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The Return Period Analysis of Natural Disasters with Statistical Modeling of Bivariate Joint Probability Distribution

Authors

  • Ning Li,

    1. 1 State Key Laboratory of Earth Surface Processes and Resource Ecology, Beijing Normal University, Beijing, China. 2 Key Laboratory of Environmental Change and Natural Disaster, MOE, Beijing Normal University, Beijing, China. 3 Academy of Disaster Reduction and Emergency Management, Ministry of Civil Affairs & Ministry of Education, Beijing 100875, China.
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  • Xueqin Liu,

    Corresponding author
    1. 1 State Key Laboratory of Earth Surface Processes and Resource Ecology, Beijing Normal University, Beijing, China. 2 Key Laboratory of Environmental Change and Natural Disaster, MOE, Beijing Normal University, Beijing, China. 3 Academy of Disaster Reduction and Emergency Management, Ministry of Civil Affairs & Ministry of Education, Beijing 100875, China.
      Xueqin Liu, KeJi Building B#713, Academy of Disaster Reduction and Emergency Management, Beijing Normal University, Beijing 100875, China; tel:(86)-13811593319; fax:(86)-10-58809998; liuxueqin2009@126.com.
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  • Wei Xie,

    1. 1 State Key Laboratory of Earth Surface Processes and Resource Ecology, Beijing Normal University, Beijing, China. 2 Key Laboratory of Environmental Change and Natural Disaster, MOE, Beijing Normal University, Beijing, China. 3 Academy of Disaster Reduction and Emergency Management, Ministry of Civil Affairs & Ministry of Education, Beijing 100875, China.
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  • Jidong Wu,

    1. 1 State Key Laboratory of Earth Surface Processes and Resource Ecology, Beijing Normal University, Beijing, China. 2 Key Laboratory of Environmental Change and Natural Disaster, MOE, Beijing Normal University, Beijing, China. 3 Academy of Disaster Reduction and Emergency Management, Ministry of Civil Affairs & Ministry of Education, Beijing 100875, China.
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  • Peng Zhang

    1. 1 State Key Laboratory of Earth Surface Processes and Resource Ecology, Beijing Normal University, Beijing, China. 2 Key Laboratory of Environmental Change and Natural Disaster, MOE, Beijing Normal University, Beijing, China. 3 Academy of Disaster Reduction and Emergency Management, Ministry of Civil Affairs & Ministry of Education, Beijing 100875, China.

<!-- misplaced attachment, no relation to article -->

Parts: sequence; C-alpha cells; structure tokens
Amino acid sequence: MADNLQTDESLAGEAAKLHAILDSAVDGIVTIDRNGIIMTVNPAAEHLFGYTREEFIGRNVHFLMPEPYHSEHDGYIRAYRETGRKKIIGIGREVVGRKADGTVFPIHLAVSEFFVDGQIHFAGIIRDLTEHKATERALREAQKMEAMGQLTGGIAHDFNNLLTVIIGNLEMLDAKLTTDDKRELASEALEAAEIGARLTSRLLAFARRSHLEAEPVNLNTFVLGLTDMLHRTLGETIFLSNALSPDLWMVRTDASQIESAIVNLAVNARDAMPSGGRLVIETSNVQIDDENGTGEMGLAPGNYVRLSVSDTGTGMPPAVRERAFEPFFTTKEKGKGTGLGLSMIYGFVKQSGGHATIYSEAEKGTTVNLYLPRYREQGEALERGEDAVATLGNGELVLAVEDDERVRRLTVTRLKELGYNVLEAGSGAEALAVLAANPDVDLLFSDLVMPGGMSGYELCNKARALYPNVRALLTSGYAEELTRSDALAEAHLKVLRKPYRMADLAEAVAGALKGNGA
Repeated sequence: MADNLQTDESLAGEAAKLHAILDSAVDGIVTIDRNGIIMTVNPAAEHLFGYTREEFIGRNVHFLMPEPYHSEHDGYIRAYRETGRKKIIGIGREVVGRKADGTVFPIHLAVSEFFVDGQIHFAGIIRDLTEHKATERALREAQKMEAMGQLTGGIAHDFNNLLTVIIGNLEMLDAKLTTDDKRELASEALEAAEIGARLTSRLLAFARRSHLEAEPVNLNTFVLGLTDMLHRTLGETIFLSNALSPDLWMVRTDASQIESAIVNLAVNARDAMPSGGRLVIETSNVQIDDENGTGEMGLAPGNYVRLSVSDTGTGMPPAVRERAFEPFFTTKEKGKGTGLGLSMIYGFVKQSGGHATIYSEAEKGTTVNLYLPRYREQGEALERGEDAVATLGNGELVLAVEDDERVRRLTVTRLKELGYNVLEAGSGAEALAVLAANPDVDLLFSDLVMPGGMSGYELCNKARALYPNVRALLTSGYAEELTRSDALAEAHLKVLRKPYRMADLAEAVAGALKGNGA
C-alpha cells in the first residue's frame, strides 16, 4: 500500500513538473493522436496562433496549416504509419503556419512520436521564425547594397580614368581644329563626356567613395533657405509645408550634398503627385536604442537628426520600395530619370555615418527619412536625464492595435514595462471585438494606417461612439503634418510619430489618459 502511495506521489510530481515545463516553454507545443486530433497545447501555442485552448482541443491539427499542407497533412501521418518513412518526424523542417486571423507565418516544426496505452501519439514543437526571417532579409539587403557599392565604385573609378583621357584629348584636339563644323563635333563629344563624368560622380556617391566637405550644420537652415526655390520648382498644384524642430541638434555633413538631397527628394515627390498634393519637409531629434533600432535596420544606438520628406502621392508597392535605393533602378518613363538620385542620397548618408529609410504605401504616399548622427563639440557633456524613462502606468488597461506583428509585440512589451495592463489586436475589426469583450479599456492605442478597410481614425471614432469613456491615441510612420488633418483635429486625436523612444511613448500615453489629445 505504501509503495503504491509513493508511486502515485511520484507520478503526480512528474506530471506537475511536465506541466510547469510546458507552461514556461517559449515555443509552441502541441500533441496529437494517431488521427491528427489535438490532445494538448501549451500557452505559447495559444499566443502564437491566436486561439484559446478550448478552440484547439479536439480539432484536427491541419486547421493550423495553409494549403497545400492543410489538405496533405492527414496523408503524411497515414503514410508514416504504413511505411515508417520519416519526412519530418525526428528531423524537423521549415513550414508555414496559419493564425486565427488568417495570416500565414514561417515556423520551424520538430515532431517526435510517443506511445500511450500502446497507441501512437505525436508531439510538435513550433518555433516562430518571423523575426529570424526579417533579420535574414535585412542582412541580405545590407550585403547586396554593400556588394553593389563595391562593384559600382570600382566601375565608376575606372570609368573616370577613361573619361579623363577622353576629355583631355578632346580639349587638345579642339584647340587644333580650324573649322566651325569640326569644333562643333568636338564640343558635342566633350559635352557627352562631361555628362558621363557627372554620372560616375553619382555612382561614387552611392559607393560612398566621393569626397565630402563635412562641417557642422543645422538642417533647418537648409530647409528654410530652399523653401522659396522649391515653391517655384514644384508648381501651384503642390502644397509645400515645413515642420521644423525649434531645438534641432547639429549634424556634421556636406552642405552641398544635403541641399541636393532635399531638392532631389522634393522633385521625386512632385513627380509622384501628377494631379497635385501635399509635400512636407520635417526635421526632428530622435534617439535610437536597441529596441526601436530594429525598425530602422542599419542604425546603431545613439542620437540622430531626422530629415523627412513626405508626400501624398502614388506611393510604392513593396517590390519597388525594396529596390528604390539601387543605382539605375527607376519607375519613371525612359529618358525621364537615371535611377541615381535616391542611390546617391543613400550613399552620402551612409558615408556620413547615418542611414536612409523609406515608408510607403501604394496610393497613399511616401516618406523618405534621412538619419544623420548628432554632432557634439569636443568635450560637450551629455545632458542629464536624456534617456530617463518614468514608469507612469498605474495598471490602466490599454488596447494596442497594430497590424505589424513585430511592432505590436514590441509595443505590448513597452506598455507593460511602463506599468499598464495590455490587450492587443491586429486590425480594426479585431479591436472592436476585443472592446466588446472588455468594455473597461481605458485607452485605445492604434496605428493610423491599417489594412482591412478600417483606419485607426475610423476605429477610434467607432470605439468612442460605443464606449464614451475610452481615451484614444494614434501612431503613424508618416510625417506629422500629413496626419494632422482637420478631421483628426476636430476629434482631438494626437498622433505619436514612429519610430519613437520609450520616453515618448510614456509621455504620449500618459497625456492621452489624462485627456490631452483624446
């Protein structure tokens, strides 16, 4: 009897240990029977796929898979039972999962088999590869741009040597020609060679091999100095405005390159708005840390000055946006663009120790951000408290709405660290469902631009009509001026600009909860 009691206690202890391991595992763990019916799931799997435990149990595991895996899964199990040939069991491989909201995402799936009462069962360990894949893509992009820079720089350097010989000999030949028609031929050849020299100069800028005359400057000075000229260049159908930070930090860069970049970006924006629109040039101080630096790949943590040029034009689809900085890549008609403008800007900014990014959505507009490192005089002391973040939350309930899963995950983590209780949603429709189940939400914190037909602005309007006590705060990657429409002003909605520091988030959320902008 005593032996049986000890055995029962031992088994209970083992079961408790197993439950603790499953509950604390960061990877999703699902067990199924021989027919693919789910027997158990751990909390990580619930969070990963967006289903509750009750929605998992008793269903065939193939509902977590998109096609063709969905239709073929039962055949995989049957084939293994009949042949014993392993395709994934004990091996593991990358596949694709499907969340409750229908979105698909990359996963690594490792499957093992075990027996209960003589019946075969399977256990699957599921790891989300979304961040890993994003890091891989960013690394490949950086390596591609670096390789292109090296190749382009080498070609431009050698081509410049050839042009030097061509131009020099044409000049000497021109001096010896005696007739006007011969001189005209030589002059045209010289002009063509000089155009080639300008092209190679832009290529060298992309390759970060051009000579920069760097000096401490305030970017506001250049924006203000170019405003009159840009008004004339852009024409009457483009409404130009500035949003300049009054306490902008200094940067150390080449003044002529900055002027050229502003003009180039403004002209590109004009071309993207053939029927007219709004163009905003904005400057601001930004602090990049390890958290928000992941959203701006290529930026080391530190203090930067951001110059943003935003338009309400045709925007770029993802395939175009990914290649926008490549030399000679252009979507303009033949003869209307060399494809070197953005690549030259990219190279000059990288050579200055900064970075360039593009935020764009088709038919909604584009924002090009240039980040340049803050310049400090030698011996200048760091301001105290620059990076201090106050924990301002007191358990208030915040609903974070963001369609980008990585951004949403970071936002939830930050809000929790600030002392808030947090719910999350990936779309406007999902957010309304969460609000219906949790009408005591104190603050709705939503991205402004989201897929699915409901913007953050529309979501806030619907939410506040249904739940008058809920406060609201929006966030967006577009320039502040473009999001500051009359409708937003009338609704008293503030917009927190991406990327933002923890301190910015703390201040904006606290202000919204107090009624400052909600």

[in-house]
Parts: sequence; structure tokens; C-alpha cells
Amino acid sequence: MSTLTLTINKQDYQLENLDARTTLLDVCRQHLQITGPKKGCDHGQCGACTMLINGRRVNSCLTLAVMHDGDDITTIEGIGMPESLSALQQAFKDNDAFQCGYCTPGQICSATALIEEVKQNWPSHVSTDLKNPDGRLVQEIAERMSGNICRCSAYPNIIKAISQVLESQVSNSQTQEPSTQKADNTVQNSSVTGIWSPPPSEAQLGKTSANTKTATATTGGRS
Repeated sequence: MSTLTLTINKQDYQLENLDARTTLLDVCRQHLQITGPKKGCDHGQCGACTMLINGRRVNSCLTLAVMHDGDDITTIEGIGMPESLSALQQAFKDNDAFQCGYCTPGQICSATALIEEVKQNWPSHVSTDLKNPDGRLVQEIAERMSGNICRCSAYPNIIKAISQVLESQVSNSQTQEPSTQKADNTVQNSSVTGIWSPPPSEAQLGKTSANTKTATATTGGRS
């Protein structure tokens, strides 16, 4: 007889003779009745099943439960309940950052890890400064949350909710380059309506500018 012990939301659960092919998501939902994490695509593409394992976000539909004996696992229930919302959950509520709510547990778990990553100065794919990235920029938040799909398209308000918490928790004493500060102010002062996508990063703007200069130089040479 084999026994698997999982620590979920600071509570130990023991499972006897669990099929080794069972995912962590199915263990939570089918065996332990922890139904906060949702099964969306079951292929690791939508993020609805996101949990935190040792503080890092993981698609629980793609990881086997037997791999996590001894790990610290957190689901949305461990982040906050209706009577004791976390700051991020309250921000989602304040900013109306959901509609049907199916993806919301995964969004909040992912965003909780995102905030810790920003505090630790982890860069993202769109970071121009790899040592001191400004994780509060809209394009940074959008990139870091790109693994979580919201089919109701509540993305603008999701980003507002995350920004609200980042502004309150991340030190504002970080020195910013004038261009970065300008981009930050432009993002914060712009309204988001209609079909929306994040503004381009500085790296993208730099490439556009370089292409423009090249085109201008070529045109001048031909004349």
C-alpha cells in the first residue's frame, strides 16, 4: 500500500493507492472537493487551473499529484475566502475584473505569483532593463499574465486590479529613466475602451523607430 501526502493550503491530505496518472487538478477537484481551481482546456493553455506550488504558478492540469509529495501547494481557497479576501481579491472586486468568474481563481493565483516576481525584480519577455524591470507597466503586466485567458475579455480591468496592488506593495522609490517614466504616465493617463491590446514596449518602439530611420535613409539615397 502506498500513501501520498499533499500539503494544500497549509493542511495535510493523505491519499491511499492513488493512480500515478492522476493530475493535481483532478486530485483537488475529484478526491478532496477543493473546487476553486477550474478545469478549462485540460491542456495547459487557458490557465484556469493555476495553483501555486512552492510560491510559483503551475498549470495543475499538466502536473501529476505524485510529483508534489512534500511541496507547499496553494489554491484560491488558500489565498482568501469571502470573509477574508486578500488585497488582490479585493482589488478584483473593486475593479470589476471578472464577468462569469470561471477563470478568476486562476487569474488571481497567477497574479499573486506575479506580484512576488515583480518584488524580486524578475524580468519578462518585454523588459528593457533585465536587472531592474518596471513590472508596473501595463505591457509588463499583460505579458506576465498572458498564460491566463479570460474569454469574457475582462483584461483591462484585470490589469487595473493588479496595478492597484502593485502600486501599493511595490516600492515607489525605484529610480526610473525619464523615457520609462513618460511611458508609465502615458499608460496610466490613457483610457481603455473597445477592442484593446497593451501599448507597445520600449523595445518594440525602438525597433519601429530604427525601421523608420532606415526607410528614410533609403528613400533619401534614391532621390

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Xueqin Liu, KeJi Building B#713, Academy of Disaster Reduction and Emergency Management, Beijing Normal University, Beijing 100875, China; tel:(86)-13811593319; fax:(86)-10-58809998; liuxueqin2009@126.com.

Abstract

New features of natural disasters have been observed over the last several years. The factors that influence the disasters’ formation mechanisms, regularity of occurrence and main characteristics have been revealed to be more complicated and diverse in nature than previously thought. As the uncertainty involved increases, the variables need to be examined further. This article discusses the importance and the shortage of multivariate analysis of natural disasters and presents a method to estimate the joint probability of the return periods and perform a risk analysis. Severe dust storms from 1990 to 2008 in Inner Mongolia were used as a case study to test this new methodology, as they are normal and recurring climatic phenomena on Earth. Based on the 79 investigated events and according to the dust storm definition with bivariate, the joint probability distribution of severe dust storms was established using the observed data of maximum wind speed and duration. The joint return periods of severe dust storms were calculated, and the relevant risk was analyzed according to the joint probability. The copula function is able to simulate severe dust storm disasters accurately. The joint return periods generated are closer to those observed in reality than the univariate return periods and thus have more value in severe dust storm disaster mitigation, strategy making, program design, and improvement of risk management. This research may prove useful in risk-based decision making. The exploration of multivariate analysis methods can also lay the foundation for further applications in natural disaster risk analysis.

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